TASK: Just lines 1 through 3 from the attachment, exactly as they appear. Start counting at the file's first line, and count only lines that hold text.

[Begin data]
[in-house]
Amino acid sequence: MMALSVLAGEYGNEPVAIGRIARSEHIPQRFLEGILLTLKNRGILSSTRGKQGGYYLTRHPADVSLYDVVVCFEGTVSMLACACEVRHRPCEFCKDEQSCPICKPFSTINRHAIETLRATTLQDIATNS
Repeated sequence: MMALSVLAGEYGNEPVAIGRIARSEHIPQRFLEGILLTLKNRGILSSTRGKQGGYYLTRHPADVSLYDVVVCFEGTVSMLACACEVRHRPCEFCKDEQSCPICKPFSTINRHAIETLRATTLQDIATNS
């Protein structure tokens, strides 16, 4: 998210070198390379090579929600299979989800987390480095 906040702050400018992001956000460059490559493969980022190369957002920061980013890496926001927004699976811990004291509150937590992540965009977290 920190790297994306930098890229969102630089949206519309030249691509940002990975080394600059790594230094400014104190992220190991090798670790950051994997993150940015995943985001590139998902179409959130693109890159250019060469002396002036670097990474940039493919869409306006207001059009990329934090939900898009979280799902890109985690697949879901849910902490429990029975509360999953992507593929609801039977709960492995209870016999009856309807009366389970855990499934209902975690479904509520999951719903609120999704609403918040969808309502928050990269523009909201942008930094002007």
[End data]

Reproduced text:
[in-house]
Amino acid sequence: MMALSVLAGEYGNEPVAIGRIARSEHIPQRFLEGILLTLKNRGILSSTRGKQGGYYLTRHPADVSLYDVVVCFEGTVSMLACACEVRHRPCEFCKDEQSCPICKPFSTINRHAIETLRATTLQDIATNS
Repeated sequence: MMALSVLAGEYGNEPVAIGRIARSEHIPQRFLEGILLTLKNRGILSSTRGKQGGYYLTRHPADVSLYDVVVCFEGTVSMLACACEVRHRPCEFCKDEQSCPICKPFSTINRHAIETLRATTLQDIATNS